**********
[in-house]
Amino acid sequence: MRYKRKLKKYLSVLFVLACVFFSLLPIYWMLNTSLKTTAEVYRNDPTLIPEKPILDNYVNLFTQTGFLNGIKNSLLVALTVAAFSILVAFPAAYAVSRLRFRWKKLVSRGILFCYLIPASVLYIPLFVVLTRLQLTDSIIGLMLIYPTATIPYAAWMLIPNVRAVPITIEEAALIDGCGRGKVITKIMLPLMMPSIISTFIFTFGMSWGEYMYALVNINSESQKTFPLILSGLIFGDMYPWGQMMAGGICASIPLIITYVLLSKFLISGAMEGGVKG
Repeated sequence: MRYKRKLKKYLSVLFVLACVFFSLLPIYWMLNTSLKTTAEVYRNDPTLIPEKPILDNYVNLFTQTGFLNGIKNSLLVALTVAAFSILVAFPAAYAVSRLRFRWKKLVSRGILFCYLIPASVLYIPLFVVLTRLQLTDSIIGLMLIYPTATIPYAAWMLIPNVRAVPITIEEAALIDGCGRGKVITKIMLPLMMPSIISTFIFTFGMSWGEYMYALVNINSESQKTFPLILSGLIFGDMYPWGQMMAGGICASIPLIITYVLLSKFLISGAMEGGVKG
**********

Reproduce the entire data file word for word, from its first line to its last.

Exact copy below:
[in-house]
Amino acid sequence: MRYKRKLKKYLSVLFVLACVFFSLLPIYWMLNTSLKTTAEVYRNDPTLIPEKPILDNYVNLFTQTGFLNGIKNSLLVALTVAAFSILVAFPAAYAVSRLRFRWKKLVSRGILFCYLIPASVLYIPLFVVLTRLQLTDSIIGLMLIYPTATIPYAAWMLIPNVRAVPITIEEAALIDGCGRGKVITKIMLPLMMPSIISTFIFTFGMSWGEYMYALVNINSESQKTFPLILSGLIFGDMYPWGQMMAGGICASIPLIITYVLLSKFLISGAMEGGVKG
Repeated sequence: MRYKRKLKKYLSVLFVLACVFFSLLPIYWMLNTSLKTTAEVYRNDPTLIPEKPILDNYVNLFTQTGFLNGIKNSLLVALTVAAFSILVAFPAAYAVSRLRFRWKKLVSRGILFCYLIPASVLYIPLFVVLTRLQLTDSIIGLMLIYPTATIPYAAWMLIPNVRAVPITIEEAALIDGCGRGKVITKIMLPLMMPSIISTFIFTFGMSWGEYMYALVNINSESQKTFPLILSGLIFGDMYPWGQMMAGGICASIPLIITYVLLSKFLISGAMEGGVKG